We should acknowledge that all of this boils down to power. The Western civilization narrative was invented by eighteenth and nineteenth century thinkers intent on protecting existing power structures — ones built atop the exploitation and oppression of peoples considered “different” from the ruling classes. Fascism, likewise, is an ideology that favors the privileged by leveraging these very same mechanisms and power structures. Salzman insists Meloni is a moderate conservative who simply supports traditional values, but these values are derived from a historical fascist narratives intended to privilege the powerful. That is the context Salzman sought.
Salzman claimed the evidence redeems Meloni, but it actually reveals the deeply rooted connections between Meloni’s politics and fascist ideology. Meloni claims she is not fascist, and Salzman treats this as evidence enough that she really is not. But I am not interested in listening to Salzman’s suggestion that we should simply take her at her word. Meloni’s own words and actions consistently contradict any disavowal of fascism. She has continuously participated in fascist circles, promoted fascist ideas, used fascist techniques, evoked fascist conspiracy theories, and built her politics on fascist ideology. She has followed the fascist playbook point by point. In light of this evidence, it begs the question when exactly does the title fascist become acceptable? I’m inclined to say she deserves the title — she is a fascist.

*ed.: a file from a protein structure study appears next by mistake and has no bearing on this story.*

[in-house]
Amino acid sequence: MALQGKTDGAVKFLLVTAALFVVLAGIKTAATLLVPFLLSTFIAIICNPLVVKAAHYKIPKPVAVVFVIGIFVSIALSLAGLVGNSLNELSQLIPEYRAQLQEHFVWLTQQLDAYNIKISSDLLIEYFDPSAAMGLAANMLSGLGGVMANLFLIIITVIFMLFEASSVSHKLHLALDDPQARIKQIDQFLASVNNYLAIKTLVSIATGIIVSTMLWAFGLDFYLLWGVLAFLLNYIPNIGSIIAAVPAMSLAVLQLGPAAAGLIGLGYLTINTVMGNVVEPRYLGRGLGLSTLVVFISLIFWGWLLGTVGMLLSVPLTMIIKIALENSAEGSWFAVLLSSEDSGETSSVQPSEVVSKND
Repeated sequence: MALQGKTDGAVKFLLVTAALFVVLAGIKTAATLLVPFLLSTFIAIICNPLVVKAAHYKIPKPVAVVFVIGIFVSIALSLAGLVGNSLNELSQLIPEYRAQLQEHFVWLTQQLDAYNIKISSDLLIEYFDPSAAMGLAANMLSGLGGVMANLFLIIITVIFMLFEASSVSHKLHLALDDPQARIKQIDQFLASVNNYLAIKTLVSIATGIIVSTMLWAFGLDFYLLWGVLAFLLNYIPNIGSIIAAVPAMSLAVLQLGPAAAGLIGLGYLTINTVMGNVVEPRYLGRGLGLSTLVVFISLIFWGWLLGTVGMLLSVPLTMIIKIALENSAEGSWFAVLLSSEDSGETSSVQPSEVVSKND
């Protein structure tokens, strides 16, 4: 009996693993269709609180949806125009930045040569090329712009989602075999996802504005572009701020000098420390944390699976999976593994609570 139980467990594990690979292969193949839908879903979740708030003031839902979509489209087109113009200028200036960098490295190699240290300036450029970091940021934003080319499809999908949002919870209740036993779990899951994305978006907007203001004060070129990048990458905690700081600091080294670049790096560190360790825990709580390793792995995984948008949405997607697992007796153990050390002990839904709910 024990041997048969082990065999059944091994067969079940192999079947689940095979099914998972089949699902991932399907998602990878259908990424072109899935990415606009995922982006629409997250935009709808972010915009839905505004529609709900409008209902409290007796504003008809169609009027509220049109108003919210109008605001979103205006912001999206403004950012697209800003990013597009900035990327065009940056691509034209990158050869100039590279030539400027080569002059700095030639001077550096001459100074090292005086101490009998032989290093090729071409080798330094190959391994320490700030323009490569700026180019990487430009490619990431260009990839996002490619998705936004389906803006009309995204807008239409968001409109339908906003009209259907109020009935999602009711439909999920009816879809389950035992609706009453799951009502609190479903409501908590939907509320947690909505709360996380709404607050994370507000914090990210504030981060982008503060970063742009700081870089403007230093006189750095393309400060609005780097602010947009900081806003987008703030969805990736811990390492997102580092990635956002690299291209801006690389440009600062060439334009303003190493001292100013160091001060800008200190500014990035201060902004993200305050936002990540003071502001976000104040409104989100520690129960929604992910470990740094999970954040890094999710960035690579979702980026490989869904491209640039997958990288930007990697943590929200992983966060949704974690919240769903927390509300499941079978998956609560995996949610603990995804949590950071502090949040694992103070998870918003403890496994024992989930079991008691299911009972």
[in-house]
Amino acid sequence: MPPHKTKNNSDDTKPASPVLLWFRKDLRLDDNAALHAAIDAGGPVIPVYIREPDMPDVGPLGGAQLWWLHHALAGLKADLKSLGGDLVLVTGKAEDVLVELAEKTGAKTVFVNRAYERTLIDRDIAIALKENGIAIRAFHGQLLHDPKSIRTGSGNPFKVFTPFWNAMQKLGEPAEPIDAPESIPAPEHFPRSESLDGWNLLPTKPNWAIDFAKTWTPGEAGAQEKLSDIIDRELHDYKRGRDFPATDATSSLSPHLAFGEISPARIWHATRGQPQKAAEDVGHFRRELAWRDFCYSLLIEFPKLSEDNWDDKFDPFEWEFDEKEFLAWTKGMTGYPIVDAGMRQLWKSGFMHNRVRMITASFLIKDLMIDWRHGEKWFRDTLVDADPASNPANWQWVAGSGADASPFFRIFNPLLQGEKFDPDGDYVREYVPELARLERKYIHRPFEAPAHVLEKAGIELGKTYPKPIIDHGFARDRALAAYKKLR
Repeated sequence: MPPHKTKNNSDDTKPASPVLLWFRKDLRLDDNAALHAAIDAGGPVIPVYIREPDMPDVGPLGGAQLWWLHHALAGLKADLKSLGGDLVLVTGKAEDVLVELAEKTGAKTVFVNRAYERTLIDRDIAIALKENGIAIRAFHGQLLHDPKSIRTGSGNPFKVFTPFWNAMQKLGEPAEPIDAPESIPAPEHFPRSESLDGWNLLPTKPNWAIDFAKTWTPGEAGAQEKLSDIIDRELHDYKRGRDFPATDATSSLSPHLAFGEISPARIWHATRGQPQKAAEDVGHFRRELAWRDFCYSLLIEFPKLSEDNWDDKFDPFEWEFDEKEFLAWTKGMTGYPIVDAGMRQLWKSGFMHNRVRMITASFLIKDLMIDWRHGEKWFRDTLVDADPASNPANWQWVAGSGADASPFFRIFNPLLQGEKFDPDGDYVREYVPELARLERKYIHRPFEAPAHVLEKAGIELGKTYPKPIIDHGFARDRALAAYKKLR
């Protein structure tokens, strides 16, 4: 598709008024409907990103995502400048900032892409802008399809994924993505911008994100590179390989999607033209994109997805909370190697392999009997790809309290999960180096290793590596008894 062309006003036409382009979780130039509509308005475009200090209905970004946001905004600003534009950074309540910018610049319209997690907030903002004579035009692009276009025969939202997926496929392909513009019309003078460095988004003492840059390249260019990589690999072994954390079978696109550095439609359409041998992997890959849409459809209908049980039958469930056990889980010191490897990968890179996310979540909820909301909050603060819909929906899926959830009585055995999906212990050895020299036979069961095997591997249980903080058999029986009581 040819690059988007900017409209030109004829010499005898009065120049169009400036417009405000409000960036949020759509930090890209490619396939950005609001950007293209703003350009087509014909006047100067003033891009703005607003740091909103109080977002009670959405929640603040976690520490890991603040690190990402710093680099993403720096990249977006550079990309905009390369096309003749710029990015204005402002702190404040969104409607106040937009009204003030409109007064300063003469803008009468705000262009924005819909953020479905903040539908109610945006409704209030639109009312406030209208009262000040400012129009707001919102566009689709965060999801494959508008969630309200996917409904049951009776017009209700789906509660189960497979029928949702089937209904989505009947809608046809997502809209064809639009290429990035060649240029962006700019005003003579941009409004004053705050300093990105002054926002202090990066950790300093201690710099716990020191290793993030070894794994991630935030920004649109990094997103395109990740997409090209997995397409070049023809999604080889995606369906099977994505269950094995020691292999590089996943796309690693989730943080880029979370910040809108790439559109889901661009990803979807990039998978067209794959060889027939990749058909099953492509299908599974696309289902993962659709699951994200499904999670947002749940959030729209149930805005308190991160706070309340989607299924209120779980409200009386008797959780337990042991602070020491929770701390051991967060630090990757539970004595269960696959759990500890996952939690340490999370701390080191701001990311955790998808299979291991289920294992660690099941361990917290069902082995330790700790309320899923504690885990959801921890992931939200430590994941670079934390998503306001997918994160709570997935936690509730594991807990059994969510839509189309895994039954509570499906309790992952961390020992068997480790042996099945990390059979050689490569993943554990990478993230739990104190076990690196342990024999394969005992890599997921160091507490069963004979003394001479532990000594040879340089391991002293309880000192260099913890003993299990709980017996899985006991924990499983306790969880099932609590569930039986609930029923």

Salzman argues a parliamentary coalition will reign her in, forcing her to moderate her views (despite claiming she is not an extremist…). This is naively optimistic. At most, it will moderate her policies, but the FdI has a strong advantage given Meloni’s allies performed poorly. Meloni may adopt a moderate policy approach as part of an electability strategy, but she might not necessarily have to given her current electoral success. Plus, do not forget fascists already have precedent for taking political power democratically and moderate coalitions failed to restrict them but rather aided them. Personally, I have no interest in waiting to find out whether Meloni will faithfully respect democratic processes before deciding on the fascist label.